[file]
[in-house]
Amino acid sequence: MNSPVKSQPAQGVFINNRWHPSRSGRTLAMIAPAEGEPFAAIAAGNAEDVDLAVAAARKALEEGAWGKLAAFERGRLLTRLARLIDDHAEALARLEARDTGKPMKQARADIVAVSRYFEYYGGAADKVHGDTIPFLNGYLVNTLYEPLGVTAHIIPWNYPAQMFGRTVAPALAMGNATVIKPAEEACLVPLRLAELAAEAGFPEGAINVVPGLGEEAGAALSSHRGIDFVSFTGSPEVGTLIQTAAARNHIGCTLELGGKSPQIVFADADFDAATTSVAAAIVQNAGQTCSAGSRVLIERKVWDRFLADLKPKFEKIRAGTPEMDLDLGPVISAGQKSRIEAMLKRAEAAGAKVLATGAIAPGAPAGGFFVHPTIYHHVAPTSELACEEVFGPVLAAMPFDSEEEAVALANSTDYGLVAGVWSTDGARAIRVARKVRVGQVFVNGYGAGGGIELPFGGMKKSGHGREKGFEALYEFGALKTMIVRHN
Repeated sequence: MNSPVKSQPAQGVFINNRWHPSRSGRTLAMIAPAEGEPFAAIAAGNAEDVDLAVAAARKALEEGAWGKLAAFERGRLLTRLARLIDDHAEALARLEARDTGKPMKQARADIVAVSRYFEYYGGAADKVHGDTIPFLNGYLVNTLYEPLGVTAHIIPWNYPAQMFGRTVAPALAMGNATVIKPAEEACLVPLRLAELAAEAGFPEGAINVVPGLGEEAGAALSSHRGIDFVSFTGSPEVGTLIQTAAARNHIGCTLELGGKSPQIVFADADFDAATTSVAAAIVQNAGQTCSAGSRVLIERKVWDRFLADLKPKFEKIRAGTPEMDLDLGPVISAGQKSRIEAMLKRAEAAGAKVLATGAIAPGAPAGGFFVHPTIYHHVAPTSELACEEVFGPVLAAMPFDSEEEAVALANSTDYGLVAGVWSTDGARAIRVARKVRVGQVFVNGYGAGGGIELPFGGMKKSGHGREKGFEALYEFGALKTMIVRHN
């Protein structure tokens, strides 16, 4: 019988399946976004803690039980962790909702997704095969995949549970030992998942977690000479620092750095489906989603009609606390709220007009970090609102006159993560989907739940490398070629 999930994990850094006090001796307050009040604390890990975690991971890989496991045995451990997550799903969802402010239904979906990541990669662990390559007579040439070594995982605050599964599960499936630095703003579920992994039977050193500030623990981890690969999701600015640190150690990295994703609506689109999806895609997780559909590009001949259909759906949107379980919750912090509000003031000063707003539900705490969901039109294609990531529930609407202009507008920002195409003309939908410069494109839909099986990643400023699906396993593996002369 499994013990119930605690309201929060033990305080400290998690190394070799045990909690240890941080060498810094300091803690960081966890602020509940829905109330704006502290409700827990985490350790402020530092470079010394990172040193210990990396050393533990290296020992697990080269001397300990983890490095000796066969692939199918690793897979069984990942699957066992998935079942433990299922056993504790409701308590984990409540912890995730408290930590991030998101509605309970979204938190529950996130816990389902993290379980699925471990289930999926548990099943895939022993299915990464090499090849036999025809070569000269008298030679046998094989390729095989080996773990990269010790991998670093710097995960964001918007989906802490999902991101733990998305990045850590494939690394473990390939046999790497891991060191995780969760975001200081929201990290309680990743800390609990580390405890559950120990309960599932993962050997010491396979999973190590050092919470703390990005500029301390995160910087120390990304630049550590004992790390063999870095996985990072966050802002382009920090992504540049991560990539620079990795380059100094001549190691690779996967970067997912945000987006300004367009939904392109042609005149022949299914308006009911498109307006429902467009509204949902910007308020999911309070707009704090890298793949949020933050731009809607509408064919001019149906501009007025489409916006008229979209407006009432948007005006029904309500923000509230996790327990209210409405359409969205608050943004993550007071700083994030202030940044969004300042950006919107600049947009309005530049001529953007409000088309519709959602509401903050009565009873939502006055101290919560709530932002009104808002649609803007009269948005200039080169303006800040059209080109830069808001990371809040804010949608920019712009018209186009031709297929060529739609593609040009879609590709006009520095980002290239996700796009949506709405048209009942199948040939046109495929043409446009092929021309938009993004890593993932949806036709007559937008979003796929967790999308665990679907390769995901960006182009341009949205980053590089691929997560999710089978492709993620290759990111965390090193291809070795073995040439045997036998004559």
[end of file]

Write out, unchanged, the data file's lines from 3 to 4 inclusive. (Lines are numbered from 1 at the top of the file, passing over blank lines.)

Repeated sequence: MNSPVKSQPAQGVFINNRWHPSRSGRTLAMIAPAEGEPFAAIAAGNAEDVDLAVAAARKALEEGAWGKLAAFERGRLLTRLARLIDDHAEALARLEARDTGKPMKQARADIVAVSRYFEYYGGAADKVHGDTIPFLNGYLVNTLYEPLGVTAHIIPWNYPAQMFGRTVAPALAMGNATVIKPAEEACLVPLRLAELAAEAGFPEGAINVVPGLGEEAGAALSSHRGIDFVSFTGSPEVGTLIQTAAARNHIGCTLELGGKSPQIVFADADFDAATTSVAAAIVQNAGQTCSAGSRVLIERKVWDRFLADLKPKFEKIRAGTPEMDLDLGPVISAGQKSRIEAMLKRAEAAGAKVLATGAIAPGAPAGGFFVHPTIYHHVAPTSELACEEVFGPVLAAMPFDSEEEAVALANSTDYGLVAGVWSTDGARAIRVARKVRVGQVFVNGYGAGGGIELPFGGMKKSGHGREKGFEALYEFGALKTMIVRHN
């Protein structure tokens, strides 16, 4: 019988399946976004803690039980962790909702997704095969995949549970030992998942977690000479620092750095489906989603009609606390709220007009970090609102006159993560989907739940490398070629 999930994990850094006090001796307050009040604390890990975690991971890989496991045995451990997550799903969802402010239904979906990541990669662990390559007579040439070594995982605050599964599960499936630095703003579920992994039977050193500030623990981890690969999701600015640190150690990295994703609506689109999806895609997780559909590009001949259909759906949107379980919750912090509000003031000063707003539900705490969901039109294609990531529930609407202009507008920002195409003309939908410069494109839909099986990643400023699906396993593996002369 499994013990119930605690309201929060033990305080400290998690190394070799045990909690240890941080060498810094300091803690960081966890602020509940829905109330704006502290409700827990985490350790402020530092470079010394990172040193210990990396050393533990290296020992697990080269001397300990983890490095000796066969692939199918690793897979069984990942699957066992998935079942433990299922056993504790409701308590984990409540912890995730408290930590991030998101509605309970979204938190529950996130816990389902993290379980699925471990289930999926548990099943895939022993299915990464090499090849036999025809070569000269008298030679046998094989390729095989080996773990990269010790991998670093710097995960964001918007989906802490999902991101733990998305990045850590494939690394473990390939046999790497891991060191995780969760975001200081929201990290309680990743800390609990580390405890559950120990309960599932993962050997010491396979999973190590050092919470703390990005500029301390995160910087120390990304630049550590004992790390063999870095996985990072966050802002382009920090992504540049991560990539620079990795380059100094001549190691690779996967970067997912945000987006300004367009939904392109042609005149022949299914308006009911498109307006429902467009509204949902910007308020999911309070707009704090890298793949949020933050731009809607509408064919001019149906501009007025489409916006008229979209407006009432948007005006029904309500923000509230996790327990209210409405359409969205608050943004993550007071700083994030202030940044969004300042950006919107600049947009309005530049001529953007409000088309519709959602509401903050009565009873939502006055101290919560709530932002009104808002649609803007009269948005200039080169303006800040059209080109830069808001990371809040804010949608920019712009018209186009031709297929060529739609593609040009879609590709006009520095980002290239996700796009949506709405048209009942199948040939046109495929043409446009092929021309938009993004890593993932949806036709007559937008979003796929967790999308665990679907390769995901960006182009341009949205980053590089691929997560999710089978492709993620290759990111965390090193291809070795073995040439045997036998004559």